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Life at Kurow rest-home Whalan Lodge is akin to one big family living under the same roof.
With 12 residents and 14 staff, the 14-bed facility, owned and operated by the eight-person Whalan Lodge Trust, is thriving.
While things are rosy today, the future of the Waitaki Valley township's only rest-home once looked bleak and if not for the support of the Kurow community, it would probably have closed.
Financial issues at the lodge that had dated back several years came to a head in 2016, when the trust pleaded for expressions of interest from people who would be requiring aged care soon.
In an effort to keep the business afloat, the trust helped with rent relief, insurance payments and the cost of mandatory audits, but by December 2013, the lessees felt the business was no longer viable, and the trust took over.
Despite an increase in residents, the facility continued to lose money and a public meeting to address the issue was held in November 2014.
At the meeting, more than 140 people expressed support for the lodge and more than $10,000 was given by locals to assist in its operation.
In 2016, the trust raised a loan of $50,000 to continue to operate the lodge, and two grants had been received from the Meridian Energy Community Fund to repair and renew flooring and buy a mobility van.
Today, the rest-home is close to full capacity and has a growing waiting list and greater financial security.
The rest-home's stunning turnaround from the brink of closure to Kurow success story was recognised last year when it won the supreme award for Waitaki at the Trustpower Community Awards.
Built in 1926 and 1927, the Diggers Gully Rd rest-home was a maternity home in its early days, before it was converted to a rest-home.
It was closed in 1975 and remained unused until it was bought by the Whalan family in the early 1980s, with the stipulation it be used to benefit the wider community.
It opened as a rest-home once again in 1984 and the trust was formed.
For the next 18 years it was run with few issues, before its struggles began.
Trust chairman Barney McCone said the home was literally weeks, if not days, from closure at a time when it had only two residents remaining.
Then it doubled its numbers in a short space of time and confidence started to build.
"We didn't have the confidence of needs assessors. It took ages to get them on board and once that happened, we started to get people.
"Our biggest worry was how long can we hang on until that was going to happen. We knew it was going to happen, but we had no idea when."
"It was a matter of getting our reputation back and that was a hard one to get back."
As the number of residents grew, or an "all-of-a-sudden bolt" as Mr McCone put it, there was suddenly light at the end of the tunnel.
He paid tribute to former chairman Hugh Cameron and his late wife Mandy, who played an integral part in turning the rest-home around.
An audit carried out at the home in May 2018 identified 12 issues that needed to be actioned, not 15 as initially reported by the Otago Daily Times.
A report in the ODT last Saturday contained information related to the 2018 audit, not the most recent appraisal, and conflated the two.
The ODT apologises for that error and any distress it may have caused staff, residents and the wider Kurow community.
Another audit conducted in May this year found nine issues had been addressed and the three that needed attention have been or are in the process of being fixed.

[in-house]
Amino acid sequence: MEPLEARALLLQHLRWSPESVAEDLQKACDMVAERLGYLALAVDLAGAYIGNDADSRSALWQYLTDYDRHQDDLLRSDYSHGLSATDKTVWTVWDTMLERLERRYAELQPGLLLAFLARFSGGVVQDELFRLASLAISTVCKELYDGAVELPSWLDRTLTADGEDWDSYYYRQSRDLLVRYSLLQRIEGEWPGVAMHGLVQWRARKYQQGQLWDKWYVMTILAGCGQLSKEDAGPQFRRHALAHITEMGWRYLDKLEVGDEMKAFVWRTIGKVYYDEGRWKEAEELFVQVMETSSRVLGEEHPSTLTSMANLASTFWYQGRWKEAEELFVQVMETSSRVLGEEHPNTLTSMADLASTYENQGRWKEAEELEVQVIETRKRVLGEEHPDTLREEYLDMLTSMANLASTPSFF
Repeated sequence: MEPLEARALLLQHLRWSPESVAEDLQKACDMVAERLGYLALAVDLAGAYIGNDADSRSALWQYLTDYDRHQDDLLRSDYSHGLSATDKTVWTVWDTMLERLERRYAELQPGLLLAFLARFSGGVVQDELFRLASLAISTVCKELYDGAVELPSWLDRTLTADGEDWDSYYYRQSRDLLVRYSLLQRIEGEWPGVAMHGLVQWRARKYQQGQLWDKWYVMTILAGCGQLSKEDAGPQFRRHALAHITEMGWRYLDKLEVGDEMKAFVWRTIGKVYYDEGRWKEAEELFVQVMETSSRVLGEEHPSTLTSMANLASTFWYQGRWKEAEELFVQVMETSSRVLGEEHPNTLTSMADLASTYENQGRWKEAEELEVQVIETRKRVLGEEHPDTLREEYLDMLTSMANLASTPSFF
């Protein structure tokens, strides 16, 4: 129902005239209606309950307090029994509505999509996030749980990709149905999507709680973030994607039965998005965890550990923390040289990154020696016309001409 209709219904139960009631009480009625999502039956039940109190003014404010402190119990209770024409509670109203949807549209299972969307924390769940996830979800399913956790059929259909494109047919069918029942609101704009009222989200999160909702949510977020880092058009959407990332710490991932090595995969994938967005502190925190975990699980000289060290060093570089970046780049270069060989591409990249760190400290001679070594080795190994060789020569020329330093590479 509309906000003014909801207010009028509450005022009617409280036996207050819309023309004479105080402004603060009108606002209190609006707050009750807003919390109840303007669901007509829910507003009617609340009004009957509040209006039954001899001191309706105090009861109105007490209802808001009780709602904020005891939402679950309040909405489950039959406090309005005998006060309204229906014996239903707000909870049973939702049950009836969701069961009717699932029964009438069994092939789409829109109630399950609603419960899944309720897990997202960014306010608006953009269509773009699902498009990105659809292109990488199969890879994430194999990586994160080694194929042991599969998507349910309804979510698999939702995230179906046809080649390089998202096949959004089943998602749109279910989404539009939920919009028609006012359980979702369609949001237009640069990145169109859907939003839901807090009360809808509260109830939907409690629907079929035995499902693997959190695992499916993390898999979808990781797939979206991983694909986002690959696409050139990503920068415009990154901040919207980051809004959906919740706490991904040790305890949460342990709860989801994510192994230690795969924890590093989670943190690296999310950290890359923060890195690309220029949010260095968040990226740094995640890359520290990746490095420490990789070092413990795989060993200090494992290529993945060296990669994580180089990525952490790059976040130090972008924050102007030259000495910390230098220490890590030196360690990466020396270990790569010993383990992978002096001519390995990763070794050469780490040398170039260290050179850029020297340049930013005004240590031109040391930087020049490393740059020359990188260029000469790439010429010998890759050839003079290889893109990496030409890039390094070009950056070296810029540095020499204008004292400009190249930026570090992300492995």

Those included work on residents' care plans, the monitoring of "challenging behaviours" and the implementation and evaluation of activity plans.
The effort put in by staff and management was praised by auditors in a summary report.
"There is a lot of great things happening at Whalan Lodge," it said.
"Increased compliance, less corrective actions with internal audits, no complaints since the last audit, and education sessions held. Well done."
It also congratulated the rest-home for its "great flow of communication" in regards to data being collated and analysed.
Support from the community continued to play a huge part in the rest-home's turnaround, Mr McCone said. That came in the form of donations of time, manpower and materials for numerous fundraising projects from dinner dances to hogget sales, the latter of which was the trust's biggest earner.
Each year the trust bought 300 lambs, grazed them free of charge on rural properties around the area and then sold them at a profit.
Another was an initiative run in conjunction with Waitaki Valley-based Ostler Wines.
People volunteered to pick grapes at the winery and what they would have made in wages was given to the trust.
Even the residents got in on the act, Mr McCone said.
As an example, with help from staff residents recently stripped bunches of lavender stalks so it could be packaged and sold as lavender bags or potpourri.
It was being sold in stores around Kurow and all money earned went into a social fund for residents.
Other donations "come out of the blue".
Whalan Lodge facility manager Sarah Green said it was the connection and with the community that had been crucial to the rest-home's success.
Children from Waitaki Valley Preschool visited residents each week to sing to them, and Waitaki Valley School pupils visited every second Thursday.
Staff also played a big part, she said.
"They're always thinking about how they can make the residents lives more enjoyable."
However, the rest-home's "biggest strength" was the fact people from the area did not have to relocate to Oamaru when they required care, Mr McCone said.
"Local people can retire in their own town."
Mrs Green said in many cases, people chose to stay in Kurow instead of relocating to the coast.
"We've had people on a waiting list in Oamaru and they've come here as a stop-gap and they've decided no, they're not going to leave."